The thing that makes me really think about it is wondering how many people would actually have off. Just because it is a national holiday does not mean that everyone's business is closed. It would all depend and, given my background, impossible to truly forecast.
It is, however, something to think about. This petition is truly unique to football. It could never happen in Major League Baseball or the National Basketball Association or the National Hockey League. Their highest honor is determined by a series of games. The position shows the NFL's dominance in the landscape of not just sports but the entire culture. It really makes you think, what if?
Super Bowl Commercials Pre-Released
Every year, millions and millions of people tune into the Super Bowl... for the commercials. Companies have caught on to this trend and have begun digital media campaigns prior to the big game to begin capitalizing on the game's momentum before super Sunday.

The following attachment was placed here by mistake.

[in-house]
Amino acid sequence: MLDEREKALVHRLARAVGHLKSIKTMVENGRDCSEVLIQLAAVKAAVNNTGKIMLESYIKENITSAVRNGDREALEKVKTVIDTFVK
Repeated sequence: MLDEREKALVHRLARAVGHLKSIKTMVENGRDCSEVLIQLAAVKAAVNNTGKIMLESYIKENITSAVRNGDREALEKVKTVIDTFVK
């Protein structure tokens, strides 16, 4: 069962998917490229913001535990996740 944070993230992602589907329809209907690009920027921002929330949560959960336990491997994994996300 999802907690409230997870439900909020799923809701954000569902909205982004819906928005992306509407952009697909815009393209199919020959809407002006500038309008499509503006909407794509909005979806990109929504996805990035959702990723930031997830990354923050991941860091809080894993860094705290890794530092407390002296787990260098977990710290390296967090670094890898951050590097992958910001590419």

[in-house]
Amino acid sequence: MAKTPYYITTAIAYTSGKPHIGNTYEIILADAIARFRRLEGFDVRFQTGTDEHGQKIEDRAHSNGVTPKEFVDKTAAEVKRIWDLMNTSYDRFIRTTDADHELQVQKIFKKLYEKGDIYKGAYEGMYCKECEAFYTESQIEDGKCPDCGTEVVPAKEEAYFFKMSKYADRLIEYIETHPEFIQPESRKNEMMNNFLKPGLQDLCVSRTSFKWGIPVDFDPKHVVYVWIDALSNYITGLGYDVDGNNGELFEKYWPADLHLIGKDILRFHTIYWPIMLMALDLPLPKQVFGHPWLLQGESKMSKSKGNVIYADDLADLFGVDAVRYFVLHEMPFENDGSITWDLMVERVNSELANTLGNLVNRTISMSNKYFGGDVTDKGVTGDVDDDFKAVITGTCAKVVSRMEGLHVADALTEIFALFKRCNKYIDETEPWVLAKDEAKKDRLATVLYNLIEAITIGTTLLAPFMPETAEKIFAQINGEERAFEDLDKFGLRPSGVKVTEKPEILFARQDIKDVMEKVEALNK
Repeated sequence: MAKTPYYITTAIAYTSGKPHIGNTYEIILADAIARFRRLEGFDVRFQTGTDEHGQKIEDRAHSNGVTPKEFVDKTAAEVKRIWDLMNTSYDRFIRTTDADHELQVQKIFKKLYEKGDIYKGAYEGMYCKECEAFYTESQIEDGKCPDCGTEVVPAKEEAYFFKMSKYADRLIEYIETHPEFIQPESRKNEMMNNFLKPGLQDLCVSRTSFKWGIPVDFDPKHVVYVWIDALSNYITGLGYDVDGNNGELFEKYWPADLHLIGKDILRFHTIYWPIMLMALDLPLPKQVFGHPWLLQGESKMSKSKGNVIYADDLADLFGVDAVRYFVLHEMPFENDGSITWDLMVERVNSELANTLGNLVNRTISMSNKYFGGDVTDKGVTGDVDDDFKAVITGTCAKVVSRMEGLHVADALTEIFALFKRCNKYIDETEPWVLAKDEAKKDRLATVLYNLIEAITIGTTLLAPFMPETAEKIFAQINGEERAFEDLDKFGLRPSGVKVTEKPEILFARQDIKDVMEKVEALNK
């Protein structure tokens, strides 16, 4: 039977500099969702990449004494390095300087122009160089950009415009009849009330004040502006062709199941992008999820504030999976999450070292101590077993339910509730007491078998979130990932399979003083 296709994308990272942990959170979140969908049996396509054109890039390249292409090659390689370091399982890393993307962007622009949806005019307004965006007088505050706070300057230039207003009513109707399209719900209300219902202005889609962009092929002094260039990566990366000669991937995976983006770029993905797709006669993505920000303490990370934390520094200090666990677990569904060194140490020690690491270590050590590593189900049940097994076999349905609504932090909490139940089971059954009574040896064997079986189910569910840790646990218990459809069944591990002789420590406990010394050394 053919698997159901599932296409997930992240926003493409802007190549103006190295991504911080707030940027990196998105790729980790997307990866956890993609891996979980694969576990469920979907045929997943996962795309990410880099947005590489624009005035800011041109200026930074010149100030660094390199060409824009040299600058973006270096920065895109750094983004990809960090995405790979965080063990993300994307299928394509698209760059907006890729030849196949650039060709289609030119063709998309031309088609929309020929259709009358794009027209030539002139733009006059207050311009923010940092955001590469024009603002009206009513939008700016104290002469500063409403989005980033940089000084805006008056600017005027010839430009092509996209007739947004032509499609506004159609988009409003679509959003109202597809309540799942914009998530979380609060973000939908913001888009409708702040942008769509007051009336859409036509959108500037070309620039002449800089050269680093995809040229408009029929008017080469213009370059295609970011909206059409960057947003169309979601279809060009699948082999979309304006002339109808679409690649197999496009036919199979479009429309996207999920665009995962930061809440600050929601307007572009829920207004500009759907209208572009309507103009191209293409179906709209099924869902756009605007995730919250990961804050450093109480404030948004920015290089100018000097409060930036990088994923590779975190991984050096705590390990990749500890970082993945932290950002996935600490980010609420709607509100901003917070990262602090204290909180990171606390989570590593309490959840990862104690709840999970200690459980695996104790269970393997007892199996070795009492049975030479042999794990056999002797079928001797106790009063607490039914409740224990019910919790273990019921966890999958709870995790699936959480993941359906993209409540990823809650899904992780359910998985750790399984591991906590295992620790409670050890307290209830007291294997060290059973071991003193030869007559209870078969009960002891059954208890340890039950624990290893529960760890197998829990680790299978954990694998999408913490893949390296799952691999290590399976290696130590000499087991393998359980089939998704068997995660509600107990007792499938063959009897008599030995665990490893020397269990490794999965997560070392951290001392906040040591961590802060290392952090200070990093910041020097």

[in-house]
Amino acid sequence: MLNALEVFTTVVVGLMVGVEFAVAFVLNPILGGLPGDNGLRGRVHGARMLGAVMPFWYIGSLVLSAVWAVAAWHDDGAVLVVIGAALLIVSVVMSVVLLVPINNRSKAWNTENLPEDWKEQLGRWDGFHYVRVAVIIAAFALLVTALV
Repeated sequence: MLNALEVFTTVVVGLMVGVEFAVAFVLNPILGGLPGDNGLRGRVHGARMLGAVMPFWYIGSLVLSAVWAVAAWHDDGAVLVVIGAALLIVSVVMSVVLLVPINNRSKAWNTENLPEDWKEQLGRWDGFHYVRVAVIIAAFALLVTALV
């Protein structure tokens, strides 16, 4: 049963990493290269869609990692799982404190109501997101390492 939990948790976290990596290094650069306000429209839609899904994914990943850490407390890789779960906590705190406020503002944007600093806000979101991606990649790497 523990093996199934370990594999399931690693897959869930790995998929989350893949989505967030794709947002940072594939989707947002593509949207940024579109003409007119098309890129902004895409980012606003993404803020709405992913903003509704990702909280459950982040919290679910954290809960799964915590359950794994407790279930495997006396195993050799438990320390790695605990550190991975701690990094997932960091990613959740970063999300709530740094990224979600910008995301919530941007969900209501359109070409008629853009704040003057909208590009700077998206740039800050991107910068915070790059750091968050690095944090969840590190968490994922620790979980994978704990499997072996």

Youtube has launched a page called Adblitz which features a funny, parody infomercial from Tide advertising their new Stain Savers (see below). Tide is also pushing the use of the hashtag #miraclestain to further consumer engagement with the brand leading up to Sunday. The channel also features other Super Bowl content including NFL videos, player interviews, and tailgating recipes.
And Century 21 here.
Axe too here.
This year, a 30 second ad spot during CBS's broadcast of the game cost a reported $3.8 million. For those counting that's about $126,666.67 PER SECOND. That is a Super Bowl record.
Is the idea of companies releasing their Super Bowl ads beforehand a good idea?
Super Bowl Must Reads